Delayed wound healing and delayed graft function (DGF) are two adverse effects that have been associated with mToR inhibitor use. Following transplant multiple growth factors (vascular endothelial growth factors, platelet-derived growth factor, epidermal growth factor) may quicken healing. These growth factors require functional mToR enzymes for optimal signal transduction and sirolimus use, in particular, has been associated with anastomotic dehiscence in lung transplant when used immediately post-transplant [25,26]. The need for caution with everolimus especially in other types of transplantation, is less clear. In a prospective, multicenter, open-label study by Albano et al., renal transplant recipients (RTR) were randomized to receive everolimus immediately or delayed until five weeks post-transplant [27]. All patients were given anti-IL-2 antibodies for induction and maintained on CsA, corticosteroids. In addition to these agents, the delayed everolimus group received mycophenolate mofetil (MMF) until the conversion to everolimus. No difference was seen in delayed wound healing events in the immediate versus the delayed everolimus group (40% vs. 41.9%, p = ns). Similarly the rates of DGF were nearly identical in the immediate and delayed groups 24.6% and 24.3% (p = ns). Studies such as this call into question whether everolimus clinically effects wound healing and delay graft function [27].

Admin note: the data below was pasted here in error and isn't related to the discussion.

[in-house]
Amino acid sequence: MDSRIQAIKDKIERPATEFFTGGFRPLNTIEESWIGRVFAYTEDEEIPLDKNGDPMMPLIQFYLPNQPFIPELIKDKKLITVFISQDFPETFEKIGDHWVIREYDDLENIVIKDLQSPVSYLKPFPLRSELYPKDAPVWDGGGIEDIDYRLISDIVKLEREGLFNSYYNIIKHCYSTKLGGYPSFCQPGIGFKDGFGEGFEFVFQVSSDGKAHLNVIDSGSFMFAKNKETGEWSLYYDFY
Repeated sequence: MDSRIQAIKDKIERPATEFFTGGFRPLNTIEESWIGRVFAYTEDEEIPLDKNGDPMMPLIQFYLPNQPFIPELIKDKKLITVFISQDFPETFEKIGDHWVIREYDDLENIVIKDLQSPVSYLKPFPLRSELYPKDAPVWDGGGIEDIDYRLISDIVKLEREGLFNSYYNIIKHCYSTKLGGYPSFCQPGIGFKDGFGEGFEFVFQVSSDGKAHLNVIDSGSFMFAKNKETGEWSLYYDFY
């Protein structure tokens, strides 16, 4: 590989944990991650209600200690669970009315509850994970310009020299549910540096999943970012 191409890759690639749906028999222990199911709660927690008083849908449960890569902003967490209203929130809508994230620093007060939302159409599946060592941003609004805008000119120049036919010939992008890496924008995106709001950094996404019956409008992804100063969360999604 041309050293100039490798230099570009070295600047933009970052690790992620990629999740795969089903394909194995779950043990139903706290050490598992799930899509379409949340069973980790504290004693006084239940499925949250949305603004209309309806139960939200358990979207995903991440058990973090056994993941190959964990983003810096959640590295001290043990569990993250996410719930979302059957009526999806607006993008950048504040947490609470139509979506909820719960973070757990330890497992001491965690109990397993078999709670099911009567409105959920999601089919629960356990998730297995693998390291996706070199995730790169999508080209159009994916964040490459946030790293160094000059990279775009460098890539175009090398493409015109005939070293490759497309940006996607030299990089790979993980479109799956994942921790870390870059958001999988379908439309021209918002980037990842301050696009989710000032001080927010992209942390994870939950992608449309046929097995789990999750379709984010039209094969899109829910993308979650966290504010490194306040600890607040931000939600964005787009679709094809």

Cytomegalovirus (CMV) induced disease is a complication of overall immunosuppression. However, the rates of CMV seroconversion, viraemia and disease may be lower in patients given everolimus when compared to other immunosuppressive regimens [6,28,29].